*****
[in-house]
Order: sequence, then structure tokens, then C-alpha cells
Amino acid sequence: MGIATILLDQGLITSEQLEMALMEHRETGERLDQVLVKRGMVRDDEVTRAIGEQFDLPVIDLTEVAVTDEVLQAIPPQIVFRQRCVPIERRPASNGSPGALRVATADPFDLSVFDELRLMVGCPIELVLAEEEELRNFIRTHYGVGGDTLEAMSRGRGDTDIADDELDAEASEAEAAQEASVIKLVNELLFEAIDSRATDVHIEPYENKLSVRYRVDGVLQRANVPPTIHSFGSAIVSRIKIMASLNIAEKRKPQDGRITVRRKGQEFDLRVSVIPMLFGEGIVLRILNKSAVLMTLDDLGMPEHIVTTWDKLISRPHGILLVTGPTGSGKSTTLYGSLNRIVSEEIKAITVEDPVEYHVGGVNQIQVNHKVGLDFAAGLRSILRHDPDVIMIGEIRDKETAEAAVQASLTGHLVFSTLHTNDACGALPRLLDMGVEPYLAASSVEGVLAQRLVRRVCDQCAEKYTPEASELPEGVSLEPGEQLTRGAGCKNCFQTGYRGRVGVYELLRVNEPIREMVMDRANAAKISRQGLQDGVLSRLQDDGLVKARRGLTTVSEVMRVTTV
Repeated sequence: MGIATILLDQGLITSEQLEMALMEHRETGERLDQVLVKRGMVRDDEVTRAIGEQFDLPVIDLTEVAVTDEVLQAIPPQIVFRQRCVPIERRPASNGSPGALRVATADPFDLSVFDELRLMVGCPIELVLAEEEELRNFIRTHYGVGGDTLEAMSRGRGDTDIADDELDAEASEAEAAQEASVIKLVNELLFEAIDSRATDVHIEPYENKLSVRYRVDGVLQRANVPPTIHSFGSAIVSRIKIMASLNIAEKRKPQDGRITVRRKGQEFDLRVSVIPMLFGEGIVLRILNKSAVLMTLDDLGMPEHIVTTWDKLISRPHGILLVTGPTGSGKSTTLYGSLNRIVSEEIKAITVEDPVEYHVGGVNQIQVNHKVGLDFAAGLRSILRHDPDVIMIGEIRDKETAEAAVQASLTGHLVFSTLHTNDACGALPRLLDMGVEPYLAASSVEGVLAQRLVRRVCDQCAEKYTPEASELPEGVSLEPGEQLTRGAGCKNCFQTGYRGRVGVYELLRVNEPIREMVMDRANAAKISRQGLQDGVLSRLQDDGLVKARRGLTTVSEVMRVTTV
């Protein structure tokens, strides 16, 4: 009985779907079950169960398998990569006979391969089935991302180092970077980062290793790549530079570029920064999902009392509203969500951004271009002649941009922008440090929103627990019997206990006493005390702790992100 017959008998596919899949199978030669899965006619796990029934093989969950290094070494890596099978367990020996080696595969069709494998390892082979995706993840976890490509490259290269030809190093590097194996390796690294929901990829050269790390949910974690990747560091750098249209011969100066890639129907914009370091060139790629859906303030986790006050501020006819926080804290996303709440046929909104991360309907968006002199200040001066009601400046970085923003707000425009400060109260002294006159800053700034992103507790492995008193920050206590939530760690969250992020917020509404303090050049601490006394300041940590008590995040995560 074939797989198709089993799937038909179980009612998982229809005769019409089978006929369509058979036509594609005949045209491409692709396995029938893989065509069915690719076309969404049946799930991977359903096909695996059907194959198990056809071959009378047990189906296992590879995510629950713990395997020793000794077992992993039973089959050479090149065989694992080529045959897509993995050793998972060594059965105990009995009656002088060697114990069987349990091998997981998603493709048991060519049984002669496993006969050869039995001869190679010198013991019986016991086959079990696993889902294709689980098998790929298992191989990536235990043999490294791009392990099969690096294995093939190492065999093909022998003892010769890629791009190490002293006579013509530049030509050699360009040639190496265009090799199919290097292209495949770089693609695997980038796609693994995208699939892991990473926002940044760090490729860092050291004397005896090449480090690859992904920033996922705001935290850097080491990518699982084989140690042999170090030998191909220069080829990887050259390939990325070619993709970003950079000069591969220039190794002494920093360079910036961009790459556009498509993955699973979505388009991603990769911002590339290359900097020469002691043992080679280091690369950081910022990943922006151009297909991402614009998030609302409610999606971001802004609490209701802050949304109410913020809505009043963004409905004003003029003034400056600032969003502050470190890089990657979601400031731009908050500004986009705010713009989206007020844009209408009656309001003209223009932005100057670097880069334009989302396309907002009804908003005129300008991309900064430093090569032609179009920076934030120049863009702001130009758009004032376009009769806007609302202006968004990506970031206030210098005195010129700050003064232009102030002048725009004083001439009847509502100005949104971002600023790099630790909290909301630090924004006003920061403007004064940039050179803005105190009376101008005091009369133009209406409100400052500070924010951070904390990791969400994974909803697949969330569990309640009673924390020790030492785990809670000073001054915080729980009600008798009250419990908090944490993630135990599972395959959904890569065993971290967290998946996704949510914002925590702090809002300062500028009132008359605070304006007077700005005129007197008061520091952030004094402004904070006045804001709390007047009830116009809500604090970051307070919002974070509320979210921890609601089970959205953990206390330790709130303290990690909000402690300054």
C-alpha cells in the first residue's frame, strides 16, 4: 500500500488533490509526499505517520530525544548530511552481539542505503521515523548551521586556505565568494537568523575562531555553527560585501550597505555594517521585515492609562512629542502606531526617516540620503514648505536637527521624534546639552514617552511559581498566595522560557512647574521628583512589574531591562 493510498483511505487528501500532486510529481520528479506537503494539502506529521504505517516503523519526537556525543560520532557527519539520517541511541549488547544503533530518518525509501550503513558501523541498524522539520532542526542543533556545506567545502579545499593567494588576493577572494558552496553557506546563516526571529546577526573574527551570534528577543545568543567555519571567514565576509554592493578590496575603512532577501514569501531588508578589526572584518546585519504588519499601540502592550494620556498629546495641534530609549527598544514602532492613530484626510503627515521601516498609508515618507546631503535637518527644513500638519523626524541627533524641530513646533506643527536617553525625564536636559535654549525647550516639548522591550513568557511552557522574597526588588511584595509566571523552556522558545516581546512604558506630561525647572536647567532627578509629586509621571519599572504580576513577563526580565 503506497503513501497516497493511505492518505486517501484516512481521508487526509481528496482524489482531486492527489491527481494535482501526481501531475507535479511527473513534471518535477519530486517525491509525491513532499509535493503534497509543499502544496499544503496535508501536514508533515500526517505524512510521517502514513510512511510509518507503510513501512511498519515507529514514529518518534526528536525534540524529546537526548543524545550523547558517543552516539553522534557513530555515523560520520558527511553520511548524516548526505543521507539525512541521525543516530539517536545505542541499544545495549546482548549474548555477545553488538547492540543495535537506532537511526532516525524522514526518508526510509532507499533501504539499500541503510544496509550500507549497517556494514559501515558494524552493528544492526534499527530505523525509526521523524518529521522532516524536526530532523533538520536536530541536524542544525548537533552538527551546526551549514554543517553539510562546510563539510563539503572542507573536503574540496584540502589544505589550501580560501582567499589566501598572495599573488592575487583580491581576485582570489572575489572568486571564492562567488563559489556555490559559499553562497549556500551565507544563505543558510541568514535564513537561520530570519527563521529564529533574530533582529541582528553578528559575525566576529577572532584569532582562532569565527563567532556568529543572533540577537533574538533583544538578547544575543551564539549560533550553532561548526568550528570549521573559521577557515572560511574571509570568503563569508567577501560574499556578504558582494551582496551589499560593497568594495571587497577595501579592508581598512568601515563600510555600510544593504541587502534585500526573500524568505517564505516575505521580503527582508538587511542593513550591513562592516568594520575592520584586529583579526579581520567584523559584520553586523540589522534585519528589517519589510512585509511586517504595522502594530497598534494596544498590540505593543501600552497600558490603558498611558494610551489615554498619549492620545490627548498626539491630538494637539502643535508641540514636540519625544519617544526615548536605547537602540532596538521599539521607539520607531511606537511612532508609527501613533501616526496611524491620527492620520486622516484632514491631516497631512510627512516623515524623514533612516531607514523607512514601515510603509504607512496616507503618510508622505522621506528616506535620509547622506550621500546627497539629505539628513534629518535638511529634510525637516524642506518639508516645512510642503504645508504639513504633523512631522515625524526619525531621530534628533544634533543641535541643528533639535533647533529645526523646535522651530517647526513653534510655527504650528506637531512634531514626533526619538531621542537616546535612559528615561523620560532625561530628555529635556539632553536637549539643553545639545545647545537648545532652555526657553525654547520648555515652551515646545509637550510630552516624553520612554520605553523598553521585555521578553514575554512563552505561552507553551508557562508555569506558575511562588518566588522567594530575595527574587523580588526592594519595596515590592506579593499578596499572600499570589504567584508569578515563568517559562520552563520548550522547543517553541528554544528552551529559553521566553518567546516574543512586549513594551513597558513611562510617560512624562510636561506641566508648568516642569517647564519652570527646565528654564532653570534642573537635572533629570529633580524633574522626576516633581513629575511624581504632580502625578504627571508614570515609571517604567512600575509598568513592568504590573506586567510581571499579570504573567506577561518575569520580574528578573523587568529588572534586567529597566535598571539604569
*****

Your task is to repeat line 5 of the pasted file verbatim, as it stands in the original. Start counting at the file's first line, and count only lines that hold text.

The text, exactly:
């Protein structure tokens, strides 16, 4: 009985779907079950169960398998990569006979391969089935991302180092970077980062290793790549530079570029920064999902009392509203969500951004271009002649941009922008440090929103627990019997206990006493005390702790992100 017959008998596919899949199978030669899965006619796990029934093989969950290094070494890596099978367990020996080696595969069709494998390892082979995706993840976890490509490259290269030809190093590097194996390796690294929901990829050269790390949910974690990747560091750098249209011969100066890639129907914009370091060139790629859906303030986790006050501020006819926080804290996303709440046929909104991360309907968006002199200040001066009601400046970085923003707000425009400060109260002294006159800053700034992103507790492995008193920050206590939530760690969250992020917020509404303090050049601490006394300041940590008590995040995560 074939797989198709089993799937038909179980009612998982229809005769019409089978006929369509058979036509594609005949045209491409692709396995029938893989065509069915690719076309969404049946799930991977359903096909695996059907194959198990056809071959009378047990189906296992590879995510629950713990395997020793000794077992992993039973089959050479090149065989694992080529045959897509993995050793998972060594059965105990009995009656002088060697114990069987349990091998997981998603493709048991060519049984002669496993006969050869039995001869190679010198013991019986016991086959079990696993889902294709689980098998790929298992191989990536235990043999490294791009392990099969690096294995093939190492065999093909022998003892010769890629791009190490002293006579013509530049030509050699360009040639190496265009090799199919290097292209495949770089693609695997980038796609693994995208699939892991990473926002940044760090490729860092050291004397005896090449480090690859992904920033996922705001935290850097080491990518699982084989140690042999170090030998191909220069080829990887050259390939990325070619993709970003950079000069591969220039190794002494920093360079910036961009790459556009498509993955699973979505388009991603990769911002590339290359900097020469002691043992080679280091690369950081910022990943922006151009297909991402614009998030609302409610999606971001802004609490209701802050949304109410913020809505009043963004409905004003003029003034400056600032969003502050470190890089990657979601400031731009908050500004986009705010713009989206007020844009209408009656309001003209223009932005100057670097880069334009989302396309907002009804908003005129300008991309900064430093090569032609179009920076934030120049863009702001130009758009004032376009009769806007609302202006968004990506970031206030210098005195010129700050003064232009102030002048725009004083001439009847509502100005949104971002600023790099630790909290909301630090924004006003920061403007004064940039050179803005105190009376101008005091009369133009209406409100400052500070924010951070904390990791969400994974909803697949969330569990309640009673924390020790030492785990809670000073001054915080729980009600008798009250419990908090944490993630135990599972395959959904890569065993971290967290998946996704949510914002925590702090809002300062500028009132008359605070304006007077700005005129007197008061520091952030004094402004904070006045804001709390007047009830116009809500604090970051307070919002974070509320979210921890609601089970959205953990206390330790709130303290990690909000402690300054």